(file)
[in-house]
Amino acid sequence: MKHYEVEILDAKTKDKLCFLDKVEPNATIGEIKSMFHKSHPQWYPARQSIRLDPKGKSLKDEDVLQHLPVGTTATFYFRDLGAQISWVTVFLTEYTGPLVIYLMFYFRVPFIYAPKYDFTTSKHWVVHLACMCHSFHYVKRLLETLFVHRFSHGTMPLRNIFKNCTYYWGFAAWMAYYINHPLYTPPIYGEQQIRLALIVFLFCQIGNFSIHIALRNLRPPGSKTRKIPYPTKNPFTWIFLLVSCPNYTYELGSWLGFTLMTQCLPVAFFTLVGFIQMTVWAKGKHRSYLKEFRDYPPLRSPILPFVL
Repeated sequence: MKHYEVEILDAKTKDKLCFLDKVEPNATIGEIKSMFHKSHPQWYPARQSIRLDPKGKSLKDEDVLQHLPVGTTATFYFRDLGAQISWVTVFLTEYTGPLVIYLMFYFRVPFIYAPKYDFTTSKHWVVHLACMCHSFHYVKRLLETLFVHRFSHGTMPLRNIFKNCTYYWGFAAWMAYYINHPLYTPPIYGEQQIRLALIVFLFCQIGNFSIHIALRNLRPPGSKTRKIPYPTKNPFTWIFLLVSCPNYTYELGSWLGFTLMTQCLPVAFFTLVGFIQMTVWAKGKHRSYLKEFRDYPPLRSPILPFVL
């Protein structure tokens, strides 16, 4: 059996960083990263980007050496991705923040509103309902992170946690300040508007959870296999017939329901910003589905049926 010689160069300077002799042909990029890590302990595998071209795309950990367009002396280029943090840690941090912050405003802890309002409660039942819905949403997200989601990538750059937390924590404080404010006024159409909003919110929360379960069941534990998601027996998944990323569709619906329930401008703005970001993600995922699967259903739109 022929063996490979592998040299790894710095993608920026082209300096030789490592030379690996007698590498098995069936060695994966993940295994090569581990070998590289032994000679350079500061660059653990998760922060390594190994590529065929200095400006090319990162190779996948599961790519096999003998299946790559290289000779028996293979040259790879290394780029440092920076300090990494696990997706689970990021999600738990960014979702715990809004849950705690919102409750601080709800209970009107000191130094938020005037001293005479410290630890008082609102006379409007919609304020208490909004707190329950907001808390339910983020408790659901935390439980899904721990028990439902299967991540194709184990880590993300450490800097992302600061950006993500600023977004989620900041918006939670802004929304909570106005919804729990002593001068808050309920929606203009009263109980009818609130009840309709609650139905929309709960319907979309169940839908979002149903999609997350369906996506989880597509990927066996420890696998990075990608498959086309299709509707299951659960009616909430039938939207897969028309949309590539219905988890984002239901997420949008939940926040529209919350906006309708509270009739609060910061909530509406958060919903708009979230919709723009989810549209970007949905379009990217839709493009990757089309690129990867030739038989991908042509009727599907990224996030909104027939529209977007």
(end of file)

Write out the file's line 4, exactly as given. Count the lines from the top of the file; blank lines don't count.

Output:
């Protein structure tokens, strides 16, 4: 059996960083990263980007050496991705923040509103309902992170946690300040508007959870296999017939329901910003589905049926 010689160069300077002799042909990029890590302990595998071209795309950990367009002396280029943090840690941090912050405003802890309002409660039942819905949403997200989601990538750059937390924590404080404010006024159409909003919110929360379960069941534990998601027996998944990323569709619906329930401008703005970001993600995922699967259903739109 022929063996490979592998040299790894710095993608920026082209300096030789490592030379690996007698590498098995069936060695994966993940295994090569581990070998590289032994000679350079500061660059653990998760922060390594190994590529065929200095400006090319990162190779996948599961790519096999003998299946790559290289000779028996293979040259790879290394780029440092920076300090990494696990997706689970990021999600738990960014979702715990809004849950705690919102409750601080709800209970009107000191130094938020005037001293005479410290630890008082609102006379409007919609304020208490909004707190329950907001808390339910983020408790659901935390439980899904721990028990439902299967991540194709184990880590993300450490800097992302600061950006993500600023977004989620900041918006939670802004929304909570106005919804729990002593001068808050309920929606203009009263109980009818609130009840309709609650139905929309709960319907979309169940839908979002149903999609997350369906996506989880597509990927066996420890696998990075990608498959086309299709509707299951659960009616909430039938939207897969028309949309590539219905988890984002239901997420949008939940926040529209919350906006309708509270009739609060910061909530509406958060919903708009979230919709723009989810549209970007949905379009990217839709493009990757089309690129990867030739038989991908042509009727599907990224996030909104027939529209977007």